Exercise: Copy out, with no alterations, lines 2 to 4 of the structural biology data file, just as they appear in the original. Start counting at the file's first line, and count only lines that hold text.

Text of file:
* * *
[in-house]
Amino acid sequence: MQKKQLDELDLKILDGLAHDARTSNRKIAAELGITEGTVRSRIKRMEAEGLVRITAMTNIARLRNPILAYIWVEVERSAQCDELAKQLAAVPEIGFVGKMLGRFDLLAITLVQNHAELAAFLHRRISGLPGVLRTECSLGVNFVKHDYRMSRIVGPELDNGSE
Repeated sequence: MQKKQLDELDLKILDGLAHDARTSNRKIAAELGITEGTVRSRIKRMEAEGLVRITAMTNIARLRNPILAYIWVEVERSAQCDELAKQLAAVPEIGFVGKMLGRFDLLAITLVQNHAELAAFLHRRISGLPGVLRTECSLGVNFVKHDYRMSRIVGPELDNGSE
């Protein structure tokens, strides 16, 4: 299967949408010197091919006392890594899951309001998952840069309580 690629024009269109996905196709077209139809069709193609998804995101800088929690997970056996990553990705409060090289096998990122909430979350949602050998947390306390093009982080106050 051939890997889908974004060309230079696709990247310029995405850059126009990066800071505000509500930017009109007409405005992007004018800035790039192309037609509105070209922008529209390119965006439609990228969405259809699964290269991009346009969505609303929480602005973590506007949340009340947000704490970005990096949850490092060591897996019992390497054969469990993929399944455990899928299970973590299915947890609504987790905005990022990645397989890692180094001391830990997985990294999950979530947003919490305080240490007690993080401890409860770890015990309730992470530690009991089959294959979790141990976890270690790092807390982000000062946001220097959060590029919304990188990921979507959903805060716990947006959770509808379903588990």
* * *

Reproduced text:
Amino acid sequence: MQKKQLDELDLKILDGLAHDARTSNRKIAAELGITEGTVRSRIKRMEAEGLVRITAMTNIARLRNPILAYIWVEVERSAQCDELAKQLAAVPEIGFVGKMLGRFDLLAITLVQNHAELAAFLHRRISGLPGVLRTECSLGVNFVKHDYRMSRIVGPELDNGSE
Repeated sequence: MQKKQLDELDLKILDGLAHDARTSNRKIAAELGITEGTVRSRIKRMEAEGLVRITAMTNIARLRNPILAYIWVEVERSAQCDELAKQLAAVPEIGFVGKMLGRFDLLAITLVQNHAELAAFLHRRISGLPGVLRTECSLGVNFVKHDYRMSRIVGPELDNGSE
């Protein structure tokens, strides 16, 4: 299967949408010197091919006392890594899951309001998952840069309580 690629024009269109996905196709077209139809069709193609998804995101800088929690997970056996990553990705409060090289096998990122909430979350949602050998947390306390093009982080106050 051939890997889908974004060309230079696709990247310029995405850059126009990066800071505000509500930017009109007409405005992007004018800035790039192309037609509105070209922008529209390119965006439609990228969405259809699964290269991009346009969505609303929480602005973590506007949340009340947000704490970005990096949850490092060591897996019992390497054969469990993929399944455990899928299970973590299915947890609504987790905005990022990645397989890692180094001391830990997985990294999950979530947003919490305080240490007690993080401890409860770890015990309730992470530690009991089959294959979790141990976890270690790092807390982000000062946001220097959060590029919304990188990921979507959903805060716990947006959770509808379903588990």